Note: This story has been updated to include the funding allocations list released Sept. 28.
At a protracted and at times tense meeting of the Austin Arts Commission last night, the commission voted to approve a revised funding matrix for the next round of city cultural arts grants.
The new allocation guidelines are meant to even out funding allocations after an initial list of recommendations released Sept. 14 left some longtime organizations losing up to 40 percent of their city funding, while other groups were recommended for increases as much as 1100 percent.
Now, after tapping into a contingency fund, and making cuts to other cultural arts programs, the Arts Commission added about $1 million to the available monies. Previously, there was a little over $11.4 million, now there is $12.4 million available for allocation.
The commission’s newly revised funding parameters also limit cuts to individual groups to 11 percent over their last year’s funding.
Programs reduced in funding this year at the Arts Commission’s recommendation include the Community Initiatives Program, which is aimed at smaller arts groups new to city funding, and the TEMPO of temporary public art.
Read: Arts Commission to Consider Using Reserve Fund to Make Up Shortfalls
When the first funding recommendations were released, the Cultural Arts Division (CAD) staff had explained that the reductions were the combination of a drop in the available monies this year plus an increase in the number of new applications.
Read: “Austin Arts Groups Angered As City Announces Cuts to Funding”
The city uses Hotel Occupancy Tax (HOT) to fund its Cultural Arts Funding Program which this year is down, the city reports. The city received 427 applications this year, including 125 first-time applicants.
This year 421 applications to the city cultural funding program, or 98.5 percent of those received, were recommended for funding.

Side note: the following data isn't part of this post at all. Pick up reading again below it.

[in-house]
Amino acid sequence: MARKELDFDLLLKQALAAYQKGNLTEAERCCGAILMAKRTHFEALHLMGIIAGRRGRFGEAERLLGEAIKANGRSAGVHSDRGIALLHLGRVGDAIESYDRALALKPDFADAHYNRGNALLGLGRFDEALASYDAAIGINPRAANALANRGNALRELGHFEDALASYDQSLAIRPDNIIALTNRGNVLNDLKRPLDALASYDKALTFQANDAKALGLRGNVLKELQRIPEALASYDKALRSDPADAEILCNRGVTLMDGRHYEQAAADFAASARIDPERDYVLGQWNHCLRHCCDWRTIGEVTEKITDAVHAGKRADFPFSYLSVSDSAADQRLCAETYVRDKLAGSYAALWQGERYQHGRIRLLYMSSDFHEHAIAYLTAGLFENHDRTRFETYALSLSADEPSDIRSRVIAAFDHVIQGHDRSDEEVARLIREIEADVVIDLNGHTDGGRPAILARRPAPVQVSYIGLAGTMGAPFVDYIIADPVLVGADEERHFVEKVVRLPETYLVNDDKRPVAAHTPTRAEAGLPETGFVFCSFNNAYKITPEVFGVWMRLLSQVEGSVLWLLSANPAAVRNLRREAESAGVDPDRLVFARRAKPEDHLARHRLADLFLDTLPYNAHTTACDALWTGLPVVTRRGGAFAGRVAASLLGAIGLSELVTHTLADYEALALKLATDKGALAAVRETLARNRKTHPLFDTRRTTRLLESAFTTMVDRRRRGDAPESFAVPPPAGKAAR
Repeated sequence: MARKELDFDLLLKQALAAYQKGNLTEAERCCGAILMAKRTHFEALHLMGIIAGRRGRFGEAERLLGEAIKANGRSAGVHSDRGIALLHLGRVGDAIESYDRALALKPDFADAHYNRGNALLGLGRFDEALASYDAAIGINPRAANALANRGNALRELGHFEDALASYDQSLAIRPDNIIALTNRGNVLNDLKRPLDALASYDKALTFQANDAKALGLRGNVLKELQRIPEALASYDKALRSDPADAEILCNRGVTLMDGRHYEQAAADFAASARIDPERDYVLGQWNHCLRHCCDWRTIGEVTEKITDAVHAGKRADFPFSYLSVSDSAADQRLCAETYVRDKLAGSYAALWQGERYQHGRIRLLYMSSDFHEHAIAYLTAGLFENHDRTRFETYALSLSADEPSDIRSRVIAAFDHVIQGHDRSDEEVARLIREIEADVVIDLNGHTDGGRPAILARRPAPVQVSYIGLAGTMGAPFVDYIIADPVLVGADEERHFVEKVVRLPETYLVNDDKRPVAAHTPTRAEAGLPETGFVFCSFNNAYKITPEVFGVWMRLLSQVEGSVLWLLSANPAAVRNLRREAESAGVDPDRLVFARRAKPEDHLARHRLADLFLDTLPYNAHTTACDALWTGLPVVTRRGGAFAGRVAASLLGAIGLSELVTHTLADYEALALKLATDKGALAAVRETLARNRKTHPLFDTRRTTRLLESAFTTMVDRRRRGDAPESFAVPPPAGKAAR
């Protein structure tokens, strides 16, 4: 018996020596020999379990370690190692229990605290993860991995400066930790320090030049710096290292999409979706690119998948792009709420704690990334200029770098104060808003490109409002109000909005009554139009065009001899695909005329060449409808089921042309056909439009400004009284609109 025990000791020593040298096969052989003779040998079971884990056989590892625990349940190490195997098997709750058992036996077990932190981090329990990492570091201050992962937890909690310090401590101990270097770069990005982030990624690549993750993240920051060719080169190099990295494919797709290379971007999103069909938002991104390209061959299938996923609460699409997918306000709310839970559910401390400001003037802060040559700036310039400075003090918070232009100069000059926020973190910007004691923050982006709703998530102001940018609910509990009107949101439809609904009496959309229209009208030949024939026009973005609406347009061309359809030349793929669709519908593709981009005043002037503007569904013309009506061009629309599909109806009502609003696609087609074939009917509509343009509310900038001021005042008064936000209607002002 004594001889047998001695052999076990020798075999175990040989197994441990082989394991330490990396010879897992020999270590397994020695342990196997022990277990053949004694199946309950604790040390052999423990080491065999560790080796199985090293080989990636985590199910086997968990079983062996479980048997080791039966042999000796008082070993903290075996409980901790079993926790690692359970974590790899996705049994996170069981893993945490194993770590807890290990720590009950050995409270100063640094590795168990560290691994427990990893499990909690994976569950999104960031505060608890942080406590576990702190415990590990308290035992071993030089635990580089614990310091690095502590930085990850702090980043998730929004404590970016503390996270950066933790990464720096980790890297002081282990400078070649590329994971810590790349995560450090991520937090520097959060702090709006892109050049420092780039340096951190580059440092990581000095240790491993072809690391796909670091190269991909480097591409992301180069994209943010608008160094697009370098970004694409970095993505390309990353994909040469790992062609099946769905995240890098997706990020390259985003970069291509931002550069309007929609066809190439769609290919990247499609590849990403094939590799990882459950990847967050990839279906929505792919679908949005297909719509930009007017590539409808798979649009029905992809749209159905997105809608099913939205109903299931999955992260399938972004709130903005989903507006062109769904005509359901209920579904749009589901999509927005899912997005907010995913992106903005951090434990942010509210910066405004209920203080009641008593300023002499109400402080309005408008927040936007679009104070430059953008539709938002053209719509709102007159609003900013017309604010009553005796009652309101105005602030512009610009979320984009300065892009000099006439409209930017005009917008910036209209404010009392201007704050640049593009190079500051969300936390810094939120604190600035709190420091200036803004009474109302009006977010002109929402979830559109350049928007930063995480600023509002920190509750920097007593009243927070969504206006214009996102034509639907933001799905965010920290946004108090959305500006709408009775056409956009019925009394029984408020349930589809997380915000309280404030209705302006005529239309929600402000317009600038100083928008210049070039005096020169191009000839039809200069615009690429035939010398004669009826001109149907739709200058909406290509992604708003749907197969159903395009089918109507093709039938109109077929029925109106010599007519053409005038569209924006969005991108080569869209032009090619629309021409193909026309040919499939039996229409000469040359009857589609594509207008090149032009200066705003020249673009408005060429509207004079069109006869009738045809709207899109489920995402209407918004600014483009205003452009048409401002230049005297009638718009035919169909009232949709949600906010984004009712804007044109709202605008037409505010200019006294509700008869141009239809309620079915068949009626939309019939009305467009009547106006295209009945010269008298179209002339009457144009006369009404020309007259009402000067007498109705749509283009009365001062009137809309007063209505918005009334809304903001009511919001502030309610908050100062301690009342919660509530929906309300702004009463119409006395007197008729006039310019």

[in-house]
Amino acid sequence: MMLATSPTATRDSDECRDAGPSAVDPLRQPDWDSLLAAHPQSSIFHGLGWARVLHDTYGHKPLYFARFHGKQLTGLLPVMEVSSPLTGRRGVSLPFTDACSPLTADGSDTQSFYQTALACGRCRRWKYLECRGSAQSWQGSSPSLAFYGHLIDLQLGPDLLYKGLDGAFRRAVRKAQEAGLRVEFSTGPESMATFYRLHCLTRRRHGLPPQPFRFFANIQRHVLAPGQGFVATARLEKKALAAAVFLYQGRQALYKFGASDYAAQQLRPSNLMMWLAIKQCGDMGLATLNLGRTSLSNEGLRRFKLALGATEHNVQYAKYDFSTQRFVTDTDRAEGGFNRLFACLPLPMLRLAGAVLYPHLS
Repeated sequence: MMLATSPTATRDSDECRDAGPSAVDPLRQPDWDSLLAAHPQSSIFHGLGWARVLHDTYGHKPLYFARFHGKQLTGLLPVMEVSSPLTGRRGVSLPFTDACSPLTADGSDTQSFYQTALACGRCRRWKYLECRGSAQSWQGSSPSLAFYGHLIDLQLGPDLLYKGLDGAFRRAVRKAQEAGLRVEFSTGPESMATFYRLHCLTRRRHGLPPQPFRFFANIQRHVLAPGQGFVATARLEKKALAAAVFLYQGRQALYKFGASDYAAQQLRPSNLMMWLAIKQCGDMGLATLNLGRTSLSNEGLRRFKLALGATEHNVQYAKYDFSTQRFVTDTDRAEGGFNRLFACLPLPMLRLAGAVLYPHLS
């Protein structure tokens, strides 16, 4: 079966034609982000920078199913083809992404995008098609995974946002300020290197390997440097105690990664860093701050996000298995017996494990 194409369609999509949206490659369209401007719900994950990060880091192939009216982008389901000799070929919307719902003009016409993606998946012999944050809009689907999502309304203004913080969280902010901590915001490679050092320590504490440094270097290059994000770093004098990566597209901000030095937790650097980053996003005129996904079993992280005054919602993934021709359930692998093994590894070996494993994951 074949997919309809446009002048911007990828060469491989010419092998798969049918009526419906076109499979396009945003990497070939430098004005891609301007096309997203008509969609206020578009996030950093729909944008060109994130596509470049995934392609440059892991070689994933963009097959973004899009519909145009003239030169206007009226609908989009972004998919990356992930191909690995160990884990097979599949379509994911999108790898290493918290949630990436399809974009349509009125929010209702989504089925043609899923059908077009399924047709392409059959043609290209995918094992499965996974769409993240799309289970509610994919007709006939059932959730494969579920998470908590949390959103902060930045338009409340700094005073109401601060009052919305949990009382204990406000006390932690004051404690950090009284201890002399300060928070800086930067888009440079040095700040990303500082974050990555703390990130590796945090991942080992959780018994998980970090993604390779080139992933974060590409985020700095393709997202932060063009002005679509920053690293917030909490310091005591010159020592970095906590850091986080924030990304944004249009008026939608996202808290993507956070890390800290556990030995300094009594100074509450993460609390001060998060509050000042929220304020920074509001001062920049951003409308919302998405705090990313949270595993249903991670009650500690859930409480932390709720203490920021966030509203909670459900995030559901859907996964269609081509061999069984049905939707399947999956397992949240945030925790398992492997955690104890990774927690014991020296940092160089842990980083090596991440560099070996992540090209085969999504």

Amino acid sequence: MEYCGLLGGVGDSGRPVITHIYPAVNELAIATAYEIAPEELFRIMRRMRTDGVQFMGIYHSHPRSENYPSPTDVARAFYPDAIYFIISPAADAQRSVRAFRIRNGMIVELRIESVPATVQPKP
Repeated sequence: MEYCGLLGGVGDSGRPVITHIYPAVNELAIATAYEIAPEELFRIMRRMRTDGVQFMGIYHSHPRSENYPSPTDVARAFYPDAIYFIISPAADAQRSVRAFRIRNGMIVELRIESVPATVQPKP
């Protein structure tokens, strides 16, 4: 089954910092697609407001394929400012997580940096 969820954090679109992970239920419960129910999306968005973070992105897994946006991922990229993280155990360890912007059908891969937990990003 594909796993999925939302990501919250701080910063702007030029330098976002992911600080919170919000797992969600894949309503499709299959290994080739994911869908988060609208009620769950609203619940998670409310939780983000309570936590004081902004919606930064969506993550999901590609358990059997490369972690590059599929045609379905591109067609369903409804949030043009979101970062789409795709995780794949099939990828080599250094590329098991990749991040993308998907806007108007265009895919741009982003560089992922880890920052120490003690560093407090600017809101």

Like at last week’s arts commission meeting, artists and representatives of arts groups expressed their frustration with the city’s cultural arts funding program.
“I’m bewildered at how a tax revenue stream that has been escalating for years is suddenly in decline when there are new hotels constantly opening in downtown Austin,” said Don Dixon, a board member of Tapestry Dance Company.
Artist and former arts commissioner Jennifer Chenoweth called for increased transparency in the cultural arts funding program. “Who is accountable for the decisions being made?” she said. “Once you lose trust in a system you never get it back.”
Both commissioners and arts leaders have complained that CAD staff gave little notice of this year’s drop in funding until well into the process. The HOT funding shortage and the increase in applications were not revealed to the public by CAD staff until Sept. 17, a week before the funding recommendations were to go before city council for approval and just two weeks before the Oct. 1 start of the city’s fiscal year.
The arts commission’s presentation of its new funding matrix last night did not come until after a previously scheduled two-hour joint meeting of the Music Commission and Arts Commission.
No specific funding amounts were released at last night’s meeting, however. On Oct. 4, the city council is set to approve funding allocations for those organizations awarded $58,000 or more. Funding awards of less than $58,000 do not need city approval.
On Sept. 28, the Cultural Arts Division the list of funding recommendations.
Commissioner Felipe Garza picked up again on his criticism of established arts groups as he did at last week’s meeting.
“Every one of you here is getting $50,000 or more and none of the small groups are here tonight,” Garza said as commission chair Jaime Castillo was on the verge of calling the meeting to a close. “You guys have all the power and influence and you fund nothing but yourselves. You don’t represent your city.”
Several in the audience booed and walked out.
Disclosure: Sightlines is a first-time applicant to the city’s Cultural Arts core funding program.